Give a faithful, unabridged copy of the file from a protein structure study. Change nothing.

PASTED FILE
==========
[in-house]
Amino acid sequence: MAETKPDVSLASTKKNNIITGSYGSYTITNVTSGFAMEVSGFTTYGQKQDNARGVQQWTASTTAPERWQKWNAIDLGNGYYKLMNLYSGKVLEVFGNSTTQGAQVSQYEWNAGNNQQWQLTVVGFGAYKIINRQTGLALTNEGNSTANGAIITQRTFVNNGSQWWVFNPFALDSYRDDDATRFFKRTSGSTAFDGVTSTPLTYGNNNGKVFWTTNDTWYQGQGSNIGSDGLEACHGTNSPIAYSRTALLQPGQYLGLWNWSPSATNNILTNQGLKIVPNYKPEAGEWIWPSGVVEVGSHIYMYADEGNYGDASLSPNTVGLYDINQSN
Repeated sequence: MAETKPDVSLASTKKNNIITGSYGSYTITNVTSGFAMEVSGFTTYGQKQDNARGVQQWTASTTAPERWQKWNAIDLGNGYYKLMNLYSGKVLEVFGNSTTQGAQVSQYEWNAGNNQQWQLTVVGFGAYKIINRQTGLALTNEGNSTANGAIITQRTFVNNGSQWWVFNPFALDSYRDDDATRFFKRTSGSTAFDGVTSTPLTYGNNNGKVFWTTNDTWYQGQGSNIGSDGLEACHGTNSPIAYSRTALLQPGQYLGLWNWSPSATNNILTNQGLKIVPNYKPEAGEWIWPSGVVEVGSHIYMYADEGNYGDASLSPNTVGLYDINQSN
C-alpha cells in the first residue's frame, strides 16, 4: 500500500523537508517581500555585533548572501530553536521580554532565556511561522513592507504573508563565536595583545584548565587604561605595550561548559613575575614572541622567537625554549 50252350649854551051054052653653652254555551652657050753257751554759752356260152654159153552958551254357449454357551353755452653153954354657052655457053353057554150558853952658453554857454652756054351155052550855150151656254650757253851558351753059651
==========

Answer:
[in-house]
Amino acid sequence: MAETKPDVSLASTKKNNIITGSYGSYTITNVTSGFAMEVSGFTTYGQKQDNARGVQQWTASTTAPERWQKWNAIDLGNGYYKLMNLYSGKVLEVFGNSTTQGAQVSQYEWNAGNNQQWQLTVVGFGAYKIINRQTGLALTNEGNSTANGAIITQRTFVNNGSQWWVFNPFALDSYRDDDATRFFKRTSGSTAFDGVTSTPLTYGNNNGKVFWTTNDTWYQGQGSNIGSDGLEACHGTNSPIAYSRTALLQPGQYLGLWNWSPSATNNILTNQGLKIVPNYKPEAGEWIWPSGVVEVGSHIYMYADEGNYGDASLSPNTVGLYDINQSN
Repeated sequence: MAETKPDVSLASTKKNNIITGSYGSYTITNVTSGFAMEVSGFTTYGQKQDNARGVQQWTASTTAPERWQKWNAIDLGNGYYKLMNLYSGKVLEVFGNSTTQGAQVSQYEWNAGNNQQWQLTVVGFGAYKIINRQTGLALTNEGNSTANGAIITQRTFVNNGSQWWVFNPFALDSYRDDDATRFFKRTSGSTAFDGVTSTPLTYGNNNGKVFWTTNDTWYQGQGSNIGSDGLEACHGTNSPIAYSRTALLQPGQYLGLWNWSPSATNNILTNQGLKIVPNYKPEAGEWIWPSGVVEVGSHIYMYADEGNYGDASLSPNTVGLYDINQSN
C-alpha cells in the first residue's frame, strides 16, 4: 500500500523537508517581500555585533548572501530553536521580554532565556511561522513592507504573508563565536595583545584548565587604561605595550561548559613575575614572541622567537625554549 50252350649854551051054052653653652254555551652657050753257751554759752356260152654159153552958551254357449454357551353755452653153954354657052655457053353057554150558853952658453554857454652756054351155052550855150151656254650757253851558351753059651